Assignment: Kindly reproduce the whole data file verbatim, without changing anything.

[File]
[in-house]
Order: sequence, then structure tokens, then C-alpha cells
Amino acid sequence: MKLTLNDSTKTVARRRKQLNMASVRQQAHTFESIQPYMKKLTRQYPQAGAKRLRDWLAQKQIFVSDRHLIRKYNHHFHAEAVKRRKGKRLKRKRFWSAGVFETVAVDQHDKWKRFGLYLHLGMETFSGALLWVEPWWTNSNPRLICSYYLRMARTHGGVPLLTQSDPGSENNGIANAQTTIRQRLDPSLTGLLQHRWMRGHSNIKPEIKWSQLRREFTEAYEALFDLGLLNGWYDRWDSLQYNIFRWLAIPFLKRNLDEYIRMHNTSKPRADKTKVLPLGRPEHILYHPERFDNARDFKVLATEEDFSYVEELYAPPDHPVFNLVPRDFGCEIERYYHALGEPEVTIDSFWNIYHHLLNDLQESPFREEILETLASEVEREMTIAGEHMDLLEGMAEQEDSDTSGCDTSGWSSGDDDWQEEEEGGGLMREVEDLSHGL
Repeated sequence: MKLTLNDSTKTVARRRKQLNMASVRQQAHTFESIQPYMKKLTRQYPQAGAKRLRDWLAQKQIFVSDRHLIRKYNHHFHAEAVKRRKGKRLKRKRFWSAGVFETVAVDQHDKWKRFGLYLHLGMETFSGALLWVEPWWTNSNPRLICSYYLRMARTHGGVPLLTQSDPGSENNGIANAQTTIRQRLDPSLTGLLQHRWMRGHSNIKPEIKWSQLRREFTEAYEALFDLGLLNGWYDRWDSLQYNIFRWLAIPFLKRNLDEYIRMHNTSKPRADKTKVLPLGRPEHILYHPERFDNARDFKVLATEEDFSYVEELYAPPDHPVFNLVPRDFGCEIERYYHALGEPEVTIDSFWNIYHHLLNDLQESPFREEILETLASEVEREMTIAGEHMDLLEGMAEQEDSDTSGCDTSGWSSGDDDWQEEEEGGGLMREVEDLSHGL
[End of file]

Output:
[in-house]
Order: sequence, then structure tokens, then C-alpha cells
Amino acid sequence: MKLTLNDSTKTVARRRKQLNMASVRQQAHTFESIQPYMKKLTRQYPQAGAKRLRDWLAQKQIFVSDRHLIRKYNHHFHAEAVKRRKGKRLKRKRFWSAGVFETVAVDQHDKWKRFGLYLHLGMETFSGALLWVEPWWTNSNPRLICSYYLRMARTHGGVPLLTQSDPGSENNGIANAQTTIRQRLDPSLTGLLQHRWMRGHSNIKPEIKWSQLRREFTEAYEALFDLGLLNGWYDRWDSLQYNIFRWLAIPFLKRNLDEYIRMHNTSKPRADKTKVLPLGRPEHILYHPERFDNARDFKVLATEEDFSYVEELYAPPDHPVFNLVPRDFGCEIERYYHALGEPEVTIDSFWNIYHHLLNDLQESPFREEILETLASEVEREMTIAGEHMDLLEGMAEQEDSDTSGCDTSGWSSGDDDWQEEEEGGGLMREVEDLSHGL
Repeated sequence: MKLTLNDSTKTVARRRKQLNMASVRQQAHTFESIQPYMKKLTRQYPQAGAKRLRDWLAQKQIFVSDRHLIRKYNHHFHAEAVKRRKGKRLKRKRFWSAGVFETVAVDQHDKWKRFGLYLHLGMETFSGALLWVEPWWTNSNPRLICSYYLRMARTHGGVPLLTQSDPGSENNGIANAQTTIRQRLDPSLTGLLQHRWMRGHSNIKPEIKWSQLRREFTEAYEALFDLGLLNGWYDRWDSLQYNIFRWLAIPFLKRNLDEYIRMHNTSKPRADKTKVLPLGRPEHILYHPERFDNARDFKVLATEEDFSYVEELYAPPDHPVFNLVPRDFGCEIERYYHALGEPEVTIDSFWNIYHHLLNDLQESPFREEILETLASEVEREMTIAGEHMDLLEGMAEQEDSDTSGCDTSGWSSGDDDWQEEEEGGGLMREVEDLSHGL